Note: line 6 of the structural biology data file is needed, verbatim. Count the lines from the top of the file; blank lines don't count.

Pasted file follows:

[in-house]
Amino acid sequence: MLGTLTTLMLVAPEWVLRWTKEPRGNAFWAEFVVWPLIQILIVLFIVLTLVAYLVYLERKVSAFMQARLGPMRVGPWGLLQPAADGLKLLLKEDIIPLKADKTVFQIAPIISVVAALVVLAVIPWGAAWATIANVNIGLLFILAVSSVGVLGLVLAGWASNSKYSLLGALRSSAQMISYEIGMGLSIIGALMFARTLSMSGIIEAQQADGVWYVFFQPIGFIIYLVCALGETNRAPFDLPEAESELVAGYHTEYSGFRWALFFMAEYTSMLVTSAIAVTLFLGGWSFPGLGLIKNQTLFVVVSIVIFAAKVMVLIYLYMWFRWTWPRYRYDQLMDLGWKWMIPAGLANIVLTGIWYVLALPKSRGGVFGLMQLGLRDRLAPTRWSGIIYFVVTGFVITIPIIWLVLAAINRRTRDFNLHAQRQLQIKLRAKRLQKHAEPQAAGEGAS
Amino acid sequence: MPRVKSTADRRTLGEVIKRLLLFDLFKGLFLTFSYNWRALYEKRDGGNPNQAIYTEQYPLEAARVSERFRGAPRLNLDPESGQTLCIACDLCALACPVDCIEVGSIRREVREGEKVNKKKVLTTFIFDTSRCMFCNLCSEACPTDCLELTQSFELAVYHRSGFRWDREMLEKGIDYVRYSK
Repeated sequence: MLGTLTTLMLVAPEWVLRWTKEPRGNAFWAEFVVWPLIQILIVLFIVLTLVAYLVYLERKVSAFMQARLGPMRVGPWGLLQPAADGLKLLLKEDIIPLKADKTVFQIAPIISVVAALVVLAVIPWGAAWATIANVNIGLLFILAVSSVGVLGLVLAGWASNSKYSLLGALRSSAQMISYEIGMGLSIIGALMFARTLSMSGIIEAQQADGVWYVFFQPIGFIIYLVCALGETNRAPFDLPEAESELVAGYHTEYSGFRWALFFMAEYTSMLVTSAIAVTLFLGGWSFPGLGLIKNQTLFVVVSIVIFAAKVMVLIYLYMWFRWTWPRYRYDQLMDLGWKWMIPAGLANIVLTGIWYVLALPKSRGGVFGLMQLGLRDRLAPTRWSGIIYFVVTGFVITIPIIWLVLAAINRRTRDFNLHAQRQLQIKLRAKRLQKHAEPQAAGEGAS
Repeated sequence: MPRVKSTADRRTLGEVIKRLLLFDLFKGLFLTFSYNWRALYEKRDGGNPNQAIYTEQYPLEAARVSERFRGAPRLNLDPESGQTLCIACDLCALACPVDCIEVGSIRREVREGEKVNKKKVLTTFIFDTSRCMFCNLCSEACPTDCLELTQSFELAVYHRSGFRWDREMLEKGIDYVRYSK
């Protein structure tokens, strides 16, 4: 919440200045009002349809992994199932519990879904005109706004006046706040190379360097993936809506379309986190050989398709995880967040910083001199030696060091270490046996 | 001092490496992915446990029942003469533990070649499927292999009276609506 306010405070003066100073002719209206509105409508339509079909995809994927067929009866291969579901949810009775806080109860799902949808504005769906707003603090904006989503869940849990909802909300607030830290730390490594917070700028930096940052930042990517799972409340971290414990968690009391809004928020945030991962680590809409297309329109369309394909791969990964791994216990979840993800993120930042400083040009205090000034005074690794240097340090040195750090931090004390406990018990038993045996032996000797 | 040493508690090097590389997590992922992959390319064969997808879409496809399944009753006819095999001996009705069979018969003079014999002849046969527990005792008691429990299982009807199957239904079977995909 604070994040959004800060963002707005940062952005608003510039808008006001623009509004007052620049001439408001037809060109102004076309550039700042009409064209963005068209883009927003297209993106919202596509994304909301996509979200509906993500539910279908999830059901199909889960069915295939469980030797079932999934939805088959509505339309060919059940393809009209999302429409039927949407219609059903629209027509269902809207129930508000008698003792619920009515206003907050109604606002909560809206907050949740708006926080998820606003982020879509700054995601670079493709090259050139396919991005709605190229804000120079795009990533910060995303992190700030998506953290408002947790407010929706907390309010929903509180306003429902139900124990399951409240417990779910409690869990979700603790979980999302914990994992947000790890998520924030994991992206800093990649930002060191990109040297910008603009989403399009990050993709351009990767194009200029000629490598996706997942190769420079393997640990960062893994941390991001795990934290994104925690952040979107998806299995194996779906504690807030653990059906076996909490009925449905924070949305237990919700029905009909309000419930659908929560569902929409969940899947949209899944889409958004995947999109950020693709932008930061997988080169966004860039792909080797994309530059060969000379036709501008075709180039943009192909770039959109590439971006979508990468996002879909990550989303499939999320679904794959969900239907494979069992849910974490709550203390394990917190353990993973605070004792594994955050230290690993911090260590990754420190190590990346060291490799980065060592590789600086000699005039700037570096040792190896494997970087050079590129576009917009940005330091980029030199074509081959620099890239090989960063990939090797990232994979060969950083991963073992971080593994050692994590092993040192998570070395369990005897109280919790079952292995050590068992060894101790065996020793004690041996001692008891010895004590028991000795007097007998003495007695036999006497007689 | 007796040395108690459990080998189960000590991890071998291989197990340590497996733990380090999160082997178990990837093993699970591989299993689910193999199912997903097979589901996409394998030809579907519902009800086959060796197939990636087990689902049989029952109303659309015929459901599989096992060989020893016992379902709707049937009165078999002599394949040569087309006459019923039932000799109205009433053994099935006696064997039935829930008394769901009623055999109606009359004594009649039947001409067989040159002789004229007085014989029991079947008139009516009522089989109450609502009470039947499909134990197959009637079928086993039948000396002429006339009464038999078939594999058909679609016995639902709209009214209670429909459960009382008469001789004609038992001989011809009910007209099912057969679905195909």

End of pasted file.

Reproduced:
């Protein structure tokens, strides 16, 4: 919440200045009002349809992994199932519990879904005109706004006046706040190379360097993936809506379309986190050989398709995880967040910083001199030696060091270490046996 | 001092490496992915446990029942003469533990070649499927292999009276609506 306010405070003066100073002719209206509105409508339509079909995809994927067929009866291969579901949810009775806080109860799902949808504005769906707003603090904006989503869940849990909802909300607030830290730390490594917070700028930096940052930042990517799972409340971290414990968690009391809004928020945030991962680590809409297309329109369309394909791969990964791994216990979840993800993120930042400083040009205090000034005074690794240097340090040195750090931090004390406990018990038993045996032996000797 | 040493508690090097590389997590992922992959390319064969997808879409496809399944009753006819095999001996009705069979018969003079014999002849046969527990005792008691429990299982009807199957239904079977995909 604070994040959004800060963002707005940062952005608003510039808008006001623009509004007052620049001439408001037809060109102004076309550039700042009409064209963005068209883009927003297209993106919202596509994304909301996509979200509906993500539910279908999830059901199909889960069915295939469980030797079932999934939805088959509505339309060919059940393809009209999302429409039927949407219609059903629209027509269902809207129930508000008698003792619920009515206003907050109604606002909560809206907050949740708006926080998820606003982020879509700054995601670079493709090259050139396919991005709605190229804000120079795009990533910060995303992190700030998506953290408002947790407010929706907390309010929903509180306003429902139900124990399951409240417990779910409690869990979700603790979980999302914990994992947000790890998520924030994991992206800093990649930002060191990109040297910008603009989403399009990050993709351009990767194009200029000629490598996706997942190769420079393997640990960062893994941390991001795990934290994104925690952040979107998806299995194996779906504690807030653990059906076996909490009925449905924070949305237990919700029905009909309000419930659908929560569902929409969940899947949209899944889409958004995947999109950020693709932008930061997988080169966004860039792909080797994309530059060969000379036709501008075709180039943009192909770039959109590439971006979508990468996002879909990550989303499939999320679904794959969900239907494979069992849910974490709550203390394990917190353990993973605070004792594994955050230290690993911090260590990754420190190590990346060291490799980065060592590789600086000699005039700037570096040792190896494997970087050079590129576009917009940005330091980029030199074509081959620099890239090989960063990939090797990232994979060969950083991963073992971080593994050692994590092993040192998570070395369990005897109280919790079952292995050590068992060894101790065996020793004690041996001692008891010895004590028991000795007097007998003495007695036999006497007689 | 007796040395108690459990080998189960000590991890071998291989197990340590497996733990380090999160082997178990990837093993699970591989299993689910193999199912997903097979589901996409394998030809579907519902009800086959060796197939990636087990689902049989029952109303659309015929459901599989096992060989020893016992379902709707049937009165078999002599394949040569087309006459019923039932000799109205009433053994099935006696064997039935829930008394769901009623055999109606009359004594009649039947001409067989040159002789004229007085014989029991079947008139009516009522089989109450609502009470039947499909134990197959009637079928086993039948000396002429006339009464038999078939594999058909679609016995639902709209009214209670429909459960009382008469001789004609038992001989011809009910007209099912057969679905195909």